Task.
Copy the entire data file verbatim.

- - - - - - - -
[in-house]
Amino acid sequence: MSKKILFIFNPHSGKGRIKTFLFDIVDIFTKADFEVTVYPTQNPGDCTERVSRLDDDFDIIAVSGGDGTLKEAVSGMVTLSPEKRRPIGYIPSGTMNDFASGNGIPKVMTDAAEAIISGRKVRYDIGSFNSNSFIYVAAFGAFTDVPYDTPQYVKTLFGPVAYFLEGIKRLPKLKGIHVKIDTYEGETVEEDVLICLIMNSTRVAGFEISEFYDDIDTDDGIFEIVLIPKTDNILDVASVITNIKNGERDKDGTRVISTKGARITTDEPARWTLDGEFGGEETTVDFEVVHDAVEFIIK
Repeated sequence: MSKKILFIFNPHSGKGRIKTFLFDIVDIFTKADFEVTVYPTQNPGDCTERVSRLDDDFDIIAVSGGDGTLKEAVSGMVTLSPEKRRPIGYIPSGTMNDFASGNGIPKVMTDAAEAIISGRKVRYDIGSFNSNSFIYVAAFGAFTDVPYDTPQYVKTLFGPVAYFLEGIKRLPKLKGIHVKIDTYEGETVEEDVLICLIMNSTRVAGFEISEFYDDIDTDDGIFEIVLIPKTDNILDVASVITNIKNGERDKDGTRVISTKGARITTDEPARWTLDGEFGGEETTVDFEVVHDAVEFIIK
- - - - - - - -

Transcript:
[in-house]
Amino acid sequence: MSKKILFIFNPHSGKGRIKTFLFDIVDIFTKADFEVTVYPTQNPGDCTERVSRLDDDFDIIAVSGGDGTLKEAVSGMVTLSPEKRRPIGYIPSGTMNDFASGNGIPKVMTDAAEAIISGRKVRYDIGSFNSNSFIYVAAFGAFTDVPYDTPQYVKTLFGPVAYFLEGIKRLPKLKGIHVKIDTYEGETVEEDVLICLIMNSTRVAGFEISEFYDDIDTDDGIFEIVLIPKTDNILDVASVITNIKNGERDKDGTRVISTKGARITTDEPARWTLDGEFGGEETTVDFEVVHDAVEFIIK
Repeated sequence: MSKKILFIFNPHSGKGRIKTFLFDIVDIFTKADFEVTVYPTQNPGDCTERVSRLDDDFDIIAVSGGDGTLKEAVSGMVTLSPEKRRPIGYIPSGTMNDFASGNGIPKVMTDAAEAIISGRKVRYDIGSFNSNSFIYVAAFGAFTDVPYDTPQYVKTLFGPVAYFLEGIKRLPKLKGIHVKIDTYEGETVEEDVLICLIMNSTRVAGFEISEFYDDIDTDDGIFEIVLIPKTDNILDVASVITNIKNGERDKDGTRVISTKGARITTDEPARWTLDGEFGGEETTVDFEVVHDAVEFIIK